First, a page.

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'Later... with Jools Holland' BBC TV
Mike Felton | Mixing
- Winner of TVB Awards 'Achievement in sound'
- Original article first appeared in TVB Europe magazine
Advanced Loudness Tools Enable Compliant Audio With High Dynamic Range
By Mike Felton
At 11:30 p.m. on a Friday night, it’s a safe bet that music fans throughout the U.K. are sitting down to watch “Later… With Jools Holland” – something they’ve been doing since the show debuted in 1992. The flagship music show on BBC Two, “Later... With Jools Holland” features both established and new musical artists, from solo performers to bands and larger ensembles. The show isn’t just popular in the U.K.; it also has millions of fans around the world and can been seen in the U.S. on the Palladia network.
As a professional audio engineer, I’ve had the privilege of working on “Later…” since its launch, first as a BBC employee and currently in a freelance capacity as sound supervisor. Mixing a program continuously for 22 years gives one a unique vantage point, and I’ve seen many technology changes – most for the better.
Program loudness is a topic that has been getting a lot of attention lately because it’s becoming more and more legislated around the world – but loudness is by no means a new problem. For some time, the “loudness wars” have dictated that music and other audio be mixed to be louder than the competition. Guidelines that merely specified normalizing audio to a peak signal level only added ammunition, giving mixers a tool for making the audio as loud as possible without violating loudness parameters. However, many audio engineers (myself included) believe the best music mix doesn’t just blare but is much more entertaining when it has a wide dynamic range. The difficulty lies in the ability to make an objective measure of something as subjective as perceived loudness.
New regulations such as EBU R128 have changed the game by providing a standard by which we can normalize an audio production to actual perceived loudness, which is the key to increased dynamic range and contrast. Clear, intuitive loudness metering and correction, such as that provided by NUGEN Audio’s VisLM and LM-Correct plug-ins, plays a critical role in this normalization and provides us with the ability to deliver high-quality, loudness compliant audio for every Jools Holland show we produce, every week.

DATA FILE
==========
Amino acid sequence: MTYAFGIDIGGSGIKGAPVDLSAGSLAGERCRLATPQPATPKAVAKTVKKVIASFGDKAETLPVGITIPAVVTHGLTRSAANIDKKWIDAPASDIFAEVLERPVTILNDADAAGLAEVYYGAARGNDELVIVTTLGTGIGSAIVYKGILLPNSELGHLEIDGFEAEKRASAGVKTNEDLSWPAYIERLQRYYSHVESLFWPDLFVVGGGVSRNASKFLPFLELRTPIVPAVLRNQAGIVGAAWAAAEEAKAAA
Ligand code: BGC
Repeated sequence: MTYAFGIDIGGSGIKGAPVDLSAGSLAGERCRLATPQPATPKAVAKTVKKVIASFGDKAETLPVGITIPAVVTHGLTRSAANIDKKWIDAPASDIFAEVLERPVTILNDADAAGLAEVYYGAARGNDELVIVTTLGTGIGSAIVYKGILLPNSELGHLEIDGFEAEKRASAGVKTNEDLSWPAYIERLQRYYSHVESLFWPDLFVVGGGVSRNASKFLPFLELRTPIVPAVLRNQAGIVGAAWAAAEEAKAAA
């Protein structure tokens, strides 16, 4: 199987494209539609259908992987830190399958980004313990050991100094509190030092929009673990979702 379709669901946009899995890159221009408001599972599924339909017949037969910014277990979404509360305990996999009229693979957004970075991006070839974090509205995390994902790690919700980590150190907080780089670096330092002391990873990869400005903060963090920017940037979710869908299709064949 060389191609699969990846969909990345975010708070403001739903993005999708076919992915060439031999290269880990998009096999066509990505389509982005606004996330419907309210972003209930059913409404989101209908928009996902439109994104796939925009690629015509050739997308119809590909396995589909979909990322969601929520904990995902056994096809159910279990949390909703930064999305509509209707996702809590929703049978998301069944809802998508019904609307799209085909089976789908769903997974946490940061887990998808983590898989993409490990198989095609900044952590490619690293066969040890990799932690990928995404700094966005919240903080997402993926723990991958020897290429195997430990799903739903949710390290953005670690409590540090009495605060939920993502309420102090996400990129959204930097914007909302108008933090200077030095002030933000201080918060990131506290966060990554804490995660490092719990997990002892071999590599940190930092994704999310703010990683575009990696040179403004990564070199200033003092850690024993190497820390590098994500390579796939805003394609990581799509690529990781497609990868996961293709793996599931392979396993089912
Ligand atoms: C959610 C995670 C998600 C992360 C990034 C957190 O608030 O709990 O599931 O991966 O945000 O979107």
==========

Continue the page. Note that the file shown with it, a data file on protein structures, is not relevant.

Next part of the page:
I have been using VisLM and LM-Correct, along with NUGEN Audio’s ISL real-time true-peak limiter, for almost two years and can say without hesitation that they are critical elements in my audio mixing workflow for the Jools show. In a typical week, Tuesday is the day we record the six musical acts for the hour-long main program to be aired on Friday. At the same time, we prepare for the Tuesday night show, “Later . . . Live With Jools Holland,” a half-hour live broadcast by some of the bands that will appear on Friday night.
For later editing and mixing of the recorded acts as well as real-time loudness metering for the live show, VisLM gives us a visual, at-a-glance reference for audio levels, providing a simple and very easy-to-read color-coded display of the level. With the meter scale in the relative mode, we can set the target level to zero with a green margin on either side as a target zone. VisLM also provides a horizontal linear scrolling history that is the best approach I’ve seen for logging and displaying level histories.
For post-production of the recorded material in preparation for the Friday show, we produce a 5.1 version as well as stereo. Since we mix to the EBU R128 parameters, the feed we provide to Palladia for U.S. broadcast is very close to the U.S. CALM Act standard. Nonetheless, LM-Correct enables us to call up the CALM parameters (or those of any other target country) and does a final scan of both the 5.1 and stereo versions at a speed much faster than real-time to ensure that the targets are spot-on. For the rare occasions when the audio is slightly out of spec, LM-Correct automatically adjusts it to the right levels. It’s a very useful tool and a big time-saver when you consider the alternative, playing through and metering the whole program in real time. And finally, ISL is a set-and-forget plug-in that works tirelessly in the background to ensure true-peak compliance – a brilliant solution.
The loudness wars may not be completely over, but their days are numbered with the advent of standards based on actual perceived loudness, along with robust and easy-to-use tools like those from NUGEN Audio. The great news for listeners is that the quality of music production will continue to grow along with dynamic range, in much the same way as television-watching won’t be such a painfully loud ordeal every time a commercial comes on.
Having worked with many different metering systems over the course of my career, I can say that VisLM, LM-Correct, and ISL are my favorites. Working in combination for live mixing, offline mixing, and peak limiting, these three tools take the guesswork out of loudness compliance – leaving us free to focus on the creative aspects of mixing music for discriminating audiences.
Mike Felton is a BAFTA Award-nominated audio engineer with more than 40 years of service to BBCTV – the last 22 of which he has served as sound supervisor for the “Later…With Jools Holland” show. In addition to the BAFTA nomination for Best Sound (Fiction/Entertainment), Felton has won numerous other industry awards for his work on “Later…With Jools Holland” – including two Conch Awards for Audio on a TV Entertainment Program, an API Award for Broadcast Sound, and a nomination for the MPG Award for Live Production of the Year.
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